body and mind
Documentation of an exhibit at the Blough-Weiss Library at Susquehanna University spring 2018
body and mind
Much of my drawing and painting involves the daily work of making a gesture and placing that mark onto the paper or canvas, not knowing how it will be received or taken up. Right now, it is an act made amidst the myriad demands of motherhood, teaching, and living with a pain condition.
Each piece begins in the same way as a body scan, a visual map of bodily sensation. I set down a piece of buff woven paper on the wooden floor of my studio and place my hands and knees on the paper. My body hovers over the paper, guiding the marks as I draw with a chunk of graphite, sometimes with my right hand, sometimes with my left.
From the foundation of a gesture and felt sensation, possibilities open. A single mark in its infancy may be all that is needed to hold an expanse. Other drawings reflect impulses to embellish, obscure, and re-imagine as I use the eraser or smudge with my hand. The images are abstract and lyrical. They are introspective and other-facing at once, declarations of love for art-making within the constraints of everyday life.
During a time of mine remediation at Holden Village, a Lutheran retreat center in the cascade wilderness, a traditional labyrinth had to be moved from its original location. Lori Hayes Kershner designed a new labyrinth (link to google maps) to fit into the boundaries of a former drain field. In May 2013, she worked with a group of high school students and their mentors and a maverick - driving a bucket loader and truck - to move six tons of river rocks and stone from the ball field to a former drain field.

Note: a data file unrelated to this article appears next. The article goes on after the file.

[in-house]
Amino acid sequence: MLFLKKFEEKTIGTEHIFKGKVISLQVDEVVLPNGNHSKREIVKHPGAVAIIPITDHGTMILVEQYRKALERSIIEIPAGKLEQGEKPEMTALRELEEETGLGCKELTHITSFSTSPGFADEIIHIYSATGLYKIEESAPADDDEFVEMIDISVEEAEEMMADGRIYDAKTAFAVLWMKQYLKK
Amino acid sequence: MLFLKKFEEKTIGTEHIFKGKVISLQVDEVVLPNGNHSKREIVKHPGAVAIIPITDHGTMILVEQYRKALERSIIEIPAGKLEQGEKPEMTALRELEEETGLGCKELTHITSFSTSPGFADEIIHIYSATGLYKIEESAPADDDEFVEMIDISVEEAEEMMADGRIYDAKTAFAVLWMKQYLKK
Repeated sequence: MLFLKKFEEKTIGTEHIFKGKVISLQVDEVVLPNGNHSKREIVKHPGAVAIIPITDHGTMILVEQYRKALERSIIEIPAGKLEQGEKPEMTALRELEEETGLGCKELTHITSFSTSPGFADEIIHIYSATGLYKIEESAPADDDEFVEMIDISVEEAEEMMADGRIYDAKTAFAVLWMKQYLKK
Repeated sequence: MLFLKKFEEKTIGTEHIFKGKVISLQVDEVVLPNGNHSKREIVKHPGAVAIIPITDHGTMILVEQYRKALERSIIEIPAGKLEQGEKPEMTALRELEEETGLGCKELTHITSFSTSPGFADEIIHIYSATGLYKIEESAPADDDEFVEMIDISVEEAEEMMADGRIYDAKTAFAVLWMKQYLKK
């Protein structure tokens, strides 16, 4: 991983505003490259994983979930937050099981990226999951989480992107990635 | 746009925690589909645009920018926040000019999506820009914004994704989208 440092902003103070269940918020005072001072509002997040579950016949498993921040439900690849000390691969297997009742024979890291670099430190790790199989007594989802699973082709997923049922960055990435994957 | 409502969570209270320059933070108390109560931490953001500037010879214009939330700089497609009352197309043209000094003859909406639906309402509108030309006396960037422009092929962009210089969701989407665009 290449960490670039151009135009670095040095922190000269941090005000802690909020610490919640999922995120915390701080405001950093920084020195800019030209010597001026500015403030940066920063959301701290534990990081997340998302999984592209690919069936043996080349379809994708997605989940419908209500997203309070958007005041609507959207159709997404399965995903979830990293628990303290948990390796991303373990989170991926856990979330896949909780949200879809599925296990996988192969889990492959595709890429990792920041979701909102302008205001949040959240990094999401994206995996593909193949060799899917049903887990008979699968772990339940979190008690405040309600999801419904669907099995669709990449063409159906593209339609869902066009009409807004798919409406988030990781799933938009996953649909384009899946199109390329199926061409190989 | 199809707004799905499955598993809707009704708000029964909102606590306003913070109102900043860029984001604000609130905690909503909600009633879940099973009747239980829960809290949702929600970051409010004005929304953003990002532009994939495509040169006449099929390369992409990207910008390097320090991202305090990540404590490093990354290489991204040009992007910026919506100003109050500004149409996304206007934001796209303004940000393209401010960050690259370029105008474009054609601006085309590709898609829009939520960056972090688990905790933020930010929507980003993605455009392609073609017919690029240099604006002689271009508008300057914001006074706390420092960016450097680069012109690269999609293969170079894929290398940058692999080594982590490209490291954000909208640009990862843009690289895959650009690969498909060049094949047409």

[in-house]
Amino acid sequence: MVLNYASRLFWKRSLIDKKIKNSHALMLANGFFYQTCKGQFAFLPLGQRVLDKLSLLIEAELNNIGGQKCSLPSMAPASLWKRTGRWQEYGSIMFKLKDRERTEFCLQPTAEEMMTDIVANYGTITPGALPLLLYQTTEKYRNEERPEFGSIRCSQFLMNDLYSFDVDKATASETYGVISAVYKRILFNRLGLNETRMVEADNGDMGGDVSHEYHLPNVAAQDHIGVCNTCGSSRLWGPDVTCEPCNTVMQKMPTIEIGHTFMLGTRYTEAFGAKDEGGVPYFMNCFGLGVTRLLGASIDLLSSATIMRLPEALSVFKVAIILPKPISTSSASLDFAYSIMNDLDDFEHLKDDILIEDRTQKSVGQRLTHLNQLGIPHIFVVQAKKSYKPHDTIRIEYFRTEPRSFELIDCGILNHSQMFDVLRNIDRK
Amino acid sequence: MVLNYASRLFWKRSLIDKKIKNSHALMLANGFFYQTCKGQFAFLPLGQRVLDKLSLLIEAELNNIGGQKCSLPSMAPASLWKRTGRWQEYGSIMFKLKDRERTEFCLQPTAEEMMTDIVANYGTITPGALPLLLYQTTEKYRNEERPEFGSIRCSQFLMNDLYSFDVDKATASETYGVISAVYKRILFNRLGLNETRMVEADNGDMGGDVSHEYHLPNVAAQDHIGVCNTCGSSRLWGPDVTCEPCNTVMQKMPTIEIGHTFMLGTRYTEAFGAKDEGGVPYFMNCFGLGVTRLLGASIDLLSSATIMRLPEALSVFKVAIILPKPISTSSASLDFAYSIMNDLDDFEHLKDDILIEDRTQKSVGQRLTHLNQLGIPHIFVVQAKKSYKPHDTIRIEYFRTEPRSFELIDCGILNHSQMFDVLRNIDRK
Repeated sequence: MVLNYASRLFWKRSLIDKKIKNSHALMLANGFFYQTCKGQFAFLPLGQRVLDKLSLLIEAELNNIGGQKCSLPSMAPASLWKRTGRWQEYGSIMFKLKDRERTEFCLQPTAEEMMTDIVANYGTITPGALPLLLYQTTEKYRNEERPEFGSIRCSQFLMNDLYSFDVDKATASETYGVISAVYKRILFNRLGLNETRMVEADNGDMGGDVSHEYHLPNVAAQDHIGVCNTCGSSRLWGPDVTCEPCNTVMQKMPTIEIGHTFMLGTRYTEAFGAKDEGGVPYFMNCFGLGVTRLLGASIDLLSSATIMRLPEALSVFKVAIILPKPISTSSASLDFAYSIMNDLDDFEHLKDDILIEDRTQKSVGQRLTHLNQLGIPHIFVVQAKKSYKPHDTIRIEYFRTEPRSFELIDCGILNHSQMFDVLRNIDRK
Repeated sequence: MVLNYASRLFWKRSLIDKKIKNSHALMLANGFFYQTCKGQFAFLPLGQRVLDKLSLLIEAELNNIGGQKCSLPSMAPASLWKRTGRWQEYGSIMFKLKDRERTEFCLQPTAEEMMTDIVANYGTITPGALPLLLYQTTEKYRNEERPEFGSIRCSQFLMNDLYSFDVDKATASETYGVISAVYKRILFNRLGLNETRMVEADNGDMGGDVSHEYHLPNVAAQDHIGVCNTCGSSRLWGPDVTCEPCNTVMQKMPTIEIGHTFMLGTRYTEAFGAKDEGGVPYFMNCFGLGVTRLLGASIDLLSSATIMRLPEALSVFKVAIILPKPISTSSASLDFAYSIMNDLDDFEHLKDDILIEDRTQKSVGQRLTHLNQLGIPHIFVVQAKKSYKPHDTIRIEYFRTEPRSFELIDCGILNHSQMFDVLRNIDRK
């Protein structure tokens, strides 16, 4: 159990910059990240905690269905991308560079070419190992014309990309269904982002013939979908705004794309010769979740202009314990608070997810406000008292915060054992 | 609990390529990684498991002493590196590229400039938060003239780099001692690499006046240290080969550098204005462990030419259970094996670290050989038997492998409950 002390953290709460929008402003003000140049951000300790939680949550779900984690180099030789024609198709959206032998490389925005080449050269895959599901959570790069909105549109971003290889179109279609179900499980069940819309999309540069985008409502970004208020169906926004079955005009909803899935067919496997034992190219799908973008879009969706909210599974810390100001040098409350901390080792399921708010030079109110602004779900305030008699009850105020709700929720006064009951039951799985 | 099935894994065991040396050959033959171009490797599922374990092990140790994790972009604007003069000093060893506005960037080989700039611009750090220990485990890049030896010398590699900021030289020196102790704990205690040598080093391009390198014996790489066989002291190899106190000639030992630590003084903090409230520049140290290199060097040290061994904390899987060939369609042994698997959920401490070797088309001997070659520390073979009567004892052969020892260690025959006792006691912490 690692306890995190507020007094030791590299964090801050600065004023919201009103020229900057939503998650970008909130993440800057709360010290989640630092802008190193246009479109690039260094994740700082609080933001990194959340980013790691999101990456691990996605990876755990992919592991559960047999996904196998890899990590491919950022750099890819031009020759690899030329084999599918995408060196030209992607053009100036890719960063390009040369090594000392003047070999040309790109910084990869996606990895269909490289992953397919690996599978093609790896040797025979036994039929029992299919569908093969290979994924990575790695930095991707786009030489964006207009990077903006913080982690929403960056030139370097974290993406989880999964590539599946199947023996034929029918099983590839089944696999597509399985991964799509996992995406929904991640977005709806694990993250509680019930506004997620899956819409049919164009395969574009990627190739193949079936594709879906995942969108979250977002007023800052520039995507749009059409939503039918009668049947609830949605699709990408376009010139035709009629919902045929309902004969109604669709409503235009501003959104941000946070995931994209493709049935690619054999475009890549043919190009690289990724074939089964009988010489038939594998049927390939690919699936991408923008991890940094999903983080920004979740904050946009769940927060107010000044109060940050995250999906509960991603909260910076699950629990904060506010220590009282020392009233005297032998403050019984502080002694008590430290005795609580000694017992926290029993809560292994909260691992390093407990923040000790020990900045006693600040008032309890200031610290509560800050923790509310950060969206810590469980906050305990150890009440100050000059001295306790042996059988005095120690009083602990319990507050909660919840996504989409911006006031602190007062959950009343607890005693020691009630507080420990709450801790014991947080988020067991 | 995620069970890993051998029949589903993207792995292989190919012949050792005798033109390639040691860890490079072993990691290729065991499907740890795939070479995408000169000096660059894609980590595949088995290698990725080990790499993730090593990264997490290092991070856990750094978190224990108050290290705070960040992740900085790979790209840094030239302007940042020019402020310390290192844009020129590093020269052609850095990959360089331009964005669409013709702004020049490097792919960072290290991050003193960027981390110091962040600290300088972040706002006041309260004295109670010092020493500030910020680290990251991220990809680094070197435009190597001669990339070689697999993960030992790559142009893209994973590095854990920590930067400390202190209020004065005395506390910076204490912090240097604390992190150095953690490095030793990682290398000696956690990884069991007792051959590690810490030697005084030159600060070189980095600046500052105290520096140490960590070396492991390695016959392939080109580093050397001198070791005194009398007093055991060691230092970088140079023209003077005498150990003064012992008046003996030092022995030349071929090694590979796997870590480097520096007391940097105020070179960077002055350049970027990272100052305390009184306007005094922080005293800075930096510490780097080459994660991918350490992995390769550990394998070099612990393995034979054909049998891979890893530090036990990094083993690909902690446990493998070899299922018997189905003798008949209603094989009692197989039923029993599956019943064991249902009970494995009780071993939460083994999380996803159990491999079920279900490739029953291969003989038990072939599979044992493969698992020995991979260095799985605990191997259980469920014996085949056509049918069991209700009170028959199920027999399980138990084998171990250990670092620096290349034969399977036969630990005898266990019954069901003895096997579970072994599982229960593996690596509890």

Leave-taking is an installation of 27 miniature paintings embedded in resin, enclosed in metal, and left in locations along the sidewalk where the artist often walked during her five years living in Brooklyn. The installation has a clear double meaning: not only about taking leave from a place, but also leaving objects for others to take.
See the article in the New York Post here.
413 UNIVERSITY AVE., SELINSGROVE, PA 17870
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Lori received her bachelor of art and art history from Princeton University. She studied art at Massachusetts College of Art and Brandeis University and received her MFA from Burren College of Art in Ireland. Over the past twenty years, she has taught art to high school students in Massachusetts, taught art to Palestinian children in Jerusalem, assisted college art students in Massachusetts and Ireland, and served as Artist in Residence at Holden Village in Washington State.
For the last few years, Lori has taught as an adjunct in the art department at Susquehanna University. She has participated in a number of group shows, and solo projects have ranged from installing paintings in subway cars and embedding small paintings in sidewalk cracks in Brooklyn (viewable on www.lorihayesart.com) to creating daily drawings while her son naps (first posted @lorihayesart on Instagram). Her current work involves translating physical sensation to embodied mark-making.